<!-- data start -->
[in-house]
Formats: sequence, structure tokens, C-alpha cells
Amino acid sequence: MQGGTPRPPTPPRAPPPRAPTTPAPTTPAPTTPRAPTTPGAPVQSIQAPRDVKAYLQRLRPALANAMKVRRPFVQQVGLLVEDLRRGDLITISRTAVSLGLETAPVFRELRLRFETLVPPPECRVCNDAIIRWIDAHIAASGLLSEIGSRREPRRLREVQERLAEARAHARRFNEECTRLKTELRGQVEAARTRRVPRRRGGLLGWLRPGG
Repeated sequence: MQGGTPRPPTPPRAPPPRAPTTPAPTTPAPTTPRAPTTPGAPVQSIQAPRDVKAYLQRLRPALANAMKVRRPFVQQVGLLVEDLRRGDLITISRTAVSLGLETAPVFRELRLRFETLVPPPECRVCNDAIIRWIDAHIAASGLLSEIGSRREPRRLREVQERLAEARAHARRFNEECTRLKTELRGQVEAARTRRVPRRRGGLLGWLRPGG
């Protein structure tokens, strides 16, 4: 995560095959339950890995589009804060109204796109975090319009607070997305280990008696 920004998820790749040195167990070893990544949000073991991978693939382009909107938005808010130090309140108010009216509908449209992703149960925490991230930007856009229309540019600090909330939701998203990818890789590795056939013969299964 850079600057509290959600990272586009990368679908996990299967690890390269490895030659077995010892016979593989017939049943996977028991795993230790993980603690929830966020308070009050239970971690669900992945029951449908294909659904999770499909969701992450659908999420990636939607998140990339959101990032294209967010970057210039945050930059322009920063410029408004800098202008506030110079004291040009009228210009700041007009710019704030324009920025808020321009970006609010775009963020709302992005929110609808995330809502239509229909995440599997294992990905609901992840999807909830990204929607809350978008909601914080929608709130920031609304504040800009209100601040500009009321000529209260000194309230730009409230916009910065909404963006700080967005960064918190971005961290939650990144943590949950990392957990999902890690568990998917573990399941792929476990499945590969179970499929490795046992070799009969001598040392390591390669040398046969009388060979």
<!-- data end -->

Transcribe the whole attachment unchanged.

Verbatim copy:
[in-house]
Formats: sequence, structure tokens, C-alpha cells
Amino acid sequence: MQGGTPRPPTPPRAPPPRAPTTPAPTTPAPTTPRAPTTPGAPVQSIQAPRDVKAYLQRLRPALANAMKVRRPFVQQVGLLVEDLRRGDLITISRTAVSLGLETAPVFRELRLRFETLVPPPECRVCNDAIIRWIDAHIAASGLLSEIGSRREPRRLREVQERLAEARAHARRFNEECTRLKTELRGQVEAARTRRVPRRRGGLLGWLRPGG
Repeated sequence: MQGGTPRPPTPPRAPPPRAPTTPAPTTPAPTTPRAPTTPGAPVQSIQAPRDVKAYLQRLRPALANAMKVRRPFVQQVGLLVEDLRRGDLITISRTAVSLGLETAPVFRELRLRFETLVPPPECRVCNDAIIRWIDAHIAASGLLSEIGSRREPRRLREVQERLAEARAHARRFNEECTRLKTELRGQVEAARTRRVPRRRGGLLGWLRPGG
């Protein structure tokens, strides 16, 4: 995560095959339950890995589009804060109204796109975090319009607070997305280990008696 920004998820790749040195167990070893990544949000073991991978693939382009909107938005808010130090309140108010009216509908449209992703149960925490991230930007856009229309540019600090909330939701998203990818890789590795056939013969299964 850079600057509290959600990272586009990368679908996990299967690890390269490895030659077995010892016979593989017939049943996977028991795993230790993980603690929830966020308070009050239970971690669900992945029951449908294909659904999770499909969701992450659908999420990636939607998140990339959101990032294209967010970057210039945050930059322009920063410029408004800098202008506030110079004291040009009228210009700041007009710019704030324009920025808020321009970006609010775009963020709302992005929110609808995330809502239509229909995440599997294992990905609901992840999807909830990204929607809350978008909601914080929608709130920031609304504040800009209100601040500009009321000529209260000194309230730009409230916009910065909404963006700080967005960064918190971005961290939650990144943590949950990392957990999902890690568990998917573990399941792929476990499945590969179970499929490795046992070799009969001598040392390591390669040398046969009388060979």